What the Moody's U.S. Bank Downgrades Mean for Investors

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Moody's ratings agency issued five U.S. bank downgrades Thursday and a total of 15 cuts for global institutions, but markets shook off the news.

The ratings agency cited concerns about the stability of the global systems. Moody's said the banks are not as sound now as they were before the recent global financial woes and contagion.

"All of the banks affected by today's actions have significant exposure to the volatility and risk of outsized losses inherent to capital markets activities," Greg Bauer, Moody's Global Managing Director, said in a statement Thursday.

Included in the ratings cuts were Citigroup (NYSE: C), Morgan Stanley (NYSE: MS), Goldman Sachs (NYSE: GS), Bank of America (NYSE: BAC) and JPMorgan Chase (NYSE: JPM).

Bank of America and Citi are now rated just two notches above junk status, while Morgan Stanley sits a hair higher at three notches above junk.

Moody's announcement came after the close Thursday, a rocky day for markets with the Dow Jones ending down 250 points and the Nasdaq lower by 71.

The cuts appeared to be a non-event in trading Friday. Shortly after the open, all three major indexes were modestly higher, with affected banks all in the green.

But Moody's U.S. bank downgrades could be a precursor to aggressive trading activity.

"It is a trading indicator that speaks to more volatility in the future for the banks as traders will be jumping all over earnings, derivatives moves, counterparty fears, correlation concerns, "negative watch" implications and regulatory impacts," said Money Morning Capital Waves Strategist Shah Gilani. "I expect the volume in financials to go higher as traders play them more and more."

U.S. Bank Downgrades Long Overdue

According to Money Morning Chief Investment Strategist Keith Fitz-Gerald, Moody's is late to the party.

"These downgrades are years too late and several trillion dollars short," said Fitz-Gerald. "What a joke by a bunch of clowns who missed the entire crisis in formation and who are now playing catch up in a pathetic attempt to appear as if they are on top of things."

Moody's first announced it was examining the banks in February. The review was driven by a "reassessment of the volatility and risks that creditors of firms with global capital markets operations face."

Now that the ratings cuts actually have been issued, the downgrades might have little effect on the market – but could limit the banks' profitability.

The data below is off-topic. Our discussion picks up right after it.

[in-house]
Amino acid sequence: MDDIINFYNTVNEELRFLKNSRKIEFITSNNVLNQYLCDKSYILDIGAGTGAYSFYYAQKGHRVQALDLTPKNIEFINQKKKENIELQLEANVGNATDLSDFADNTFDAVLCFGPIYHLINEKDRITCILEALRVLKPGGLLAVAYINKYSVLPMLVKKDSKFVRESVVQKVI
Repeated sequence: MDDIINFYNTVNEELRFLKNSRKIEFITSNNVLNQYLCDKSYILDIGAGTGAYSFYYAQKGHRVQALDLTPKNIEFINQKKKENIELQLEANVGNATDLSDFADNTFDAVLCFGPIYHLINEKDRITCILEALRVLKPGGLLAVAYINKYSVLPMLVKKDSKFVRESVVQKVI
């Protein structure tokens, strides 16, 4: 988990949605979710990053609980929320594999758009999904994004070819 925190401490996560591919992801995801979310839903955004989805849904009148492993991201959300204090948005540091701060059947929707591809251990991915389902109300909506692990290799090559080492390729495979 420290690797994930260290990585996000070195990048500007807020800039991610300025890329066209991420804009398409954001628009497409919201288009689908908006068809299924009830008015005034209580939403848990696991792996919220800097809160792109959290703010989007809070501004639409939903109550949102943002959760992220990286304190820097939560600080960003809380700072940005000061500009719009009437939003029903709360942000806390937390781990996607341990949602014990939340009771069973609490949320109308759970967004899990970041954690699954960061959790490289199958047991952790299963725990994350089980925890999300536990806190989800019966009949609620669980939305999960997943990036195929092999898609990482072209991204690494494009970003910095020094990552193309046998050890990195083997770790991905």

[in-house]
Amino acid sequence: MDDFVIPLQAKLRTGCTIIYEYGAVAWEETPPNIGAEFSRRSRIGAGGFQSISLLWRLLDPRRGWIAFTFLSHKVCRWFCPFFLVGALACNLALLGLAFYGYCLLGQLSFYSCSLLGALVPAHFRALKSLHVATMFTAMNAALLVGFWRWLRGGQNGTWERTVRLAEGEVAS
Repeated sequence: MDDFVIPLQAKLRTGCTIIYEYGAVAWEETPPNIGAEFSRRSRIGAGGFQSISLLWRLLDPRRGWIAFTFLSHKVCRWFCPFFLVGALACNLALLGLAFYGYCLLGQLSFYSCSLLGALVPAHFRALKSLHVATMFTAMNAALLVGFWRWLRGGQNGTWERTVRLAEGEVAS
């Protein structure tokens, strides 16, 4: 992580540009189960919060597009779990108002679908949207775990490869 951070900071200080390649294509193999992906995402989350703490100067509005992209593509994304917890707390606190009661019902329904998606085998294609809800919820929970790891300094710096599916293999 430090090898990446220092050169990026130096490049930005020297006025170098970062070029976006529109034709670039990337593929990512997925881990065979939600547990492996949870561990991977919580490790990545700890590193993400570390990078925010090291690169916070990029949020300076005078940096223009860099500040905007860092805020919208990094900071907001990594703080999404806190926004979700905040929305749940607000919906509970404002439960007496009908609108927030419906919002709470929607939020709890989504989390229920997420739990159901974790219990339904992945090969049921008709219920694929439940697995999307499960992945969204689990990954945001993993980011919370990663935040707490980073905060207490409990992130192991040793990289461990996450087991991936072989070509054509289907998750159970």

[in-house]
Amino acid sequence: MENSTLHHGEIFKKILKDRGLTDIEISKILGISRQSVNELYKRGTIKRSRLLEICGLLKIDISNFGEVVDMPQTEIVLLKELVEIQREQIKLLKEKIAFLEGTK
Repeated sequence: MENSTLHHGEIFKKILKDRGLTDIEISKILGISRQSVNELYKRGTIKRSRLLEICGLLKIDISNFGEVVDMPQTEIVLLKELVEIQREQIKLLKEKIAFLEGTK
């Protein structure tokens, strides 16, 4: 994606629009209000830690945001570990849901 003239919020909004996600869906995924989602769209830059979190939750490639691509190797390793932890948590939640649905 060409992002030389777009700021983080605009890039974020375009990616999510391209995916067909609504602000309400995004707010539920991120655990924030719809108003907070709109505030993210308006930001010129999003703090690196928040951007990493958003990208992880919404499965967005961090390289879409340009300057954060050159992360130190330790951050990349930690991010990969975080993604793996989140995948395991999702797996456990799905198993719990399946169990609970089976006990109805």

"It will affect cost of capital and collateral requirements for those with poor ratings and affect counterparty risk of those who don't," said Fitz-Gerald. "I expect this to also create an uneven playing field in terms of how these costs potentially affect profitability in regards to the ratings driven margin requirements, etc."

The downgrades could raise costs for the banks, making it more expensive for them to borrow money. The cuts may also make it more difficult for the banks to sell their commercial paper (a form of borrowing banks and other companies use to meet their short-term needs) to money market funds.

"Strategically the big universal banks may want to re-examine their business model," said Money Morning Global Investing Strategist Martin Hutchinson.

Investing on the U.S. Bank Downgrades

Banks stocks rallied Friday as investors viewed the downgrades less severe than anticipated.

"Ironically, markets will probably like this because "now the ratings are getting serious,'" said Fitz-Gerald.

While the cuts had little effect on the downgraded banks, the ones that maintained their credit ratings should fare even better.

"The downgrades should provide a great advantage to banks like Wells Fargo (NYSE: WFC) which haven't been downgraded because they are still primarily real banks, not fooling around in international capital markets," said Hutchinson. "Even if it gives them a funding cost advantage of only 0.0% to 0.1%, that's a huge income statement benefit on a $2 trillion balance sheet."

If nothing else, the U.S. bank downgrades give investors some clarity to things the public doesn't always see.

"It's a wake-up call that there's more to banks' balance sheets than meets the eye," said Money Morning's Gilani. "If S&P come out on the heels of Moody's and does downgrades that will be significant in terms of corroboration. It will have an impact if they don't announce in advance that they're doing it…if they do."

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